Are We Truly in a Sex Recession? 7 Reasons Why Gen Z Is Having Less Sex
Maybe it’s human nature, maybe it’s being stuck indoors while the world seems to be ending (and therefore being extremely online). Either way, we all seem to be very interested in what Gen Z, those born sometime between 1997 and 2012, are doing. They’re well on their way to being the most well-educated generation yet, are more accepting of diverse gender identities and sexualities, and are the most racially and ethnically diverse generation yet. But what about these rumors of a Gen Z sex recession?
For all of their progress, Gen Z have been labeled “puriteens” — an online term defined by Urban Dictionary as “an online child who is deeply uncomfortable with the sense that people online might present sexual characteristics and who proactively demands that people curtail behavior that they interpret as sexually suggestive.” These Zoomers are also statistically having less sex than previous generations, and as a result are being labeled “puritanical” as well as “prudish.” In a 2018 article, The Atlantic declared that young Americans were in the middle of a “sex recession,” with the percentage of high schoolers having intercourse dropping from 54% to 40% over a 26-year period (from 1991 to 2017).
Very recently, GQ did a study on Zoomers’ attitudes toward sex to try to uncover exactly what the divide was. While some of them have certainly admitted to a “prudish” mentality, there are actually a number of reasons why Gen Z are having less sex than previous generations — and most of these reasons don’t revolve around morality or righteousness but rather seem to be a direct result of social circumstance.
Here are seven reasons for a Gen Z sex recession, straight from the mouths of Zoomers:
1. They live at home with their parents.
“It’s hard to have sex as a Gen Z if you’re living at home and the people you’re talking to are living at home.”
Lei Lei, a study co-author and assistant professor of sociology at Rutgers says, “The recent cohorts of young people adopt adult roles later in their lives and depend on their parents for longer periods.”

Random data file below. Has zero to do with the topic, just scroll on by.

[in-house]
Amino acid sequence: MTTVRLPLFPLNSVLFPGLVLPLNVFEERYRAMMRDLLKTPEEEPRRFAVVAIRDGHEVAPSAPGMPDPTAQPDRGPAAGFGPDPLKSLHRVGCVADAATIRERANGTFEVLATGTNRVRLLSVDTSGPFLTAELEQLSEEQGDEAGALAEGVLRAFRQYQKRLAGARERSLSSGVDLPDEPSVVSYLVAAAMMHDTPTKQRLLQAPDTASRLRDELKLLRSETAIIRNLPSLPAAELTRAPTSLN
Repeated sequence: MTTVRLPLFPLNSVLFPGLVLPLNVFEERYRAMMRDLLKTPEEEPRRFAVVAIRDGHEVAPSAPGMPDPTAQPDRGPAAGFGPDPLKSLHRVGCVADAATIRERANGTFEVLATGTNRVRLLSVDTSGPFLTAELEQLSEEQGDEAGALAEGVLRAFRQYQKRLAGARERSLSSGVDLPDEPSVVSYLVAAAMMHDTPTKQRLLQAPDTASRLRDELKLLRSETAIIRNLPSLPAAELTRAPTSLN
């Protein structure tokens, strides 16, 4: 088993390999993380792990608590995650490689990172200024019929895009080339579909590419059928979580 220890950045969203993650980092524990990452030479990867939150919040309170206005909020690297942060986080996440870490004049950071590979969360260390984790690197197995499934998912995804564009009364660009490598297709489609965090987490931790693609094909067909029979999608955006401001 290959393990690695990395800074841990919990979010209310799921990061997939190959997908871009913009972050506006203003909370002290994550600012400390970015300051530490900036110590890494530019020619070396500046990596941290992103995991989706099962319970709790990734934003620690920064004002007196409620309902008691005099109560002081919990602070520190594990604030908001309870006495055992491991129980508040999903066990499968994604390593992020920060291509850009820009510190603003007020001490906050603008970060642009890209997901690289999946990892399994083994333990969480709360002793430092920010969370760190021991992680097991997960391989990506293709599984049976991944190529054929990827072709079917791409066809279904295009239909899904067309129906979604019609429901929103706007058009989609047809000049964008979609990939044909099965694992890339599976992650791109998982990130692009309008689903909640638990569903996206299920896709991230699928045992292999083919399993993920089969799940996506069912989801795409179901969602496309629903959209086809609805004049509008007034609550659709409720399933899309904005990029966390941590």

2. They don’t enjoy it.
“I’ve tried it just a little bit and it was not satisfying. I didn’t enjoy it, it was awkward and generally mediocre, so I’m not into it.”
3. Casual sex doesn’t interest them.
“I feel like having casual sex is a sign of being cool and desirable for Millennials and Gen X, [but] my Gen Z peers value it much less. The idea that casual sex could be purely enjoyable is pretty foreign to most people my age, I think — we see it as objectifying, pointless and not worth the effort.”
“We’re told that’s gonna make us feel empowered and feel good — that’s how we show them we’re in charge and we’re the cool girl, we don’t need to have feelings — and then afterwards it’s like, you’re still just being used.”
4. They’re living alone and marrying later in life.
Jean Twenge, a professor of psychology at San Diego State University, says of the Gen Z sex recession, “There are more people in their 20s who don’t have a live-in partner. So under those circumstances I think less sex is going to happen.”
5. They lack confidence or feel inadequate. “I think because [my friends have] waited for so long, they’re nervous about finally engaging with other people.”
“It was about being insecure about my body. I was like, ‘I don’t have [a pornstar dick], so I’m probably not going to satisfy whoever I hook up with.’”
6. Early, inappropriate sexual encounters online have been damaging.
“I would be 15 talking to men in their 20s on Twitter in a sexual context. I would Snapchat them from school in my uniform, and they would ‘tell me off’ for being on my phone in class … very much in a flirty way. When I think about it now, I get very angry about how blatantly they were grooming me.”
7. There’s a serious concern regarding unacceptable behaviors and trauma.
“I would say [my generation] is characterized as being exceptionally concerned with trauma and consent.”
“There’s a big fear of predators and pedophiles [and] a lot of very, very contentious debate about what behaviors, relationships and desires constitute pedophilia and predation.”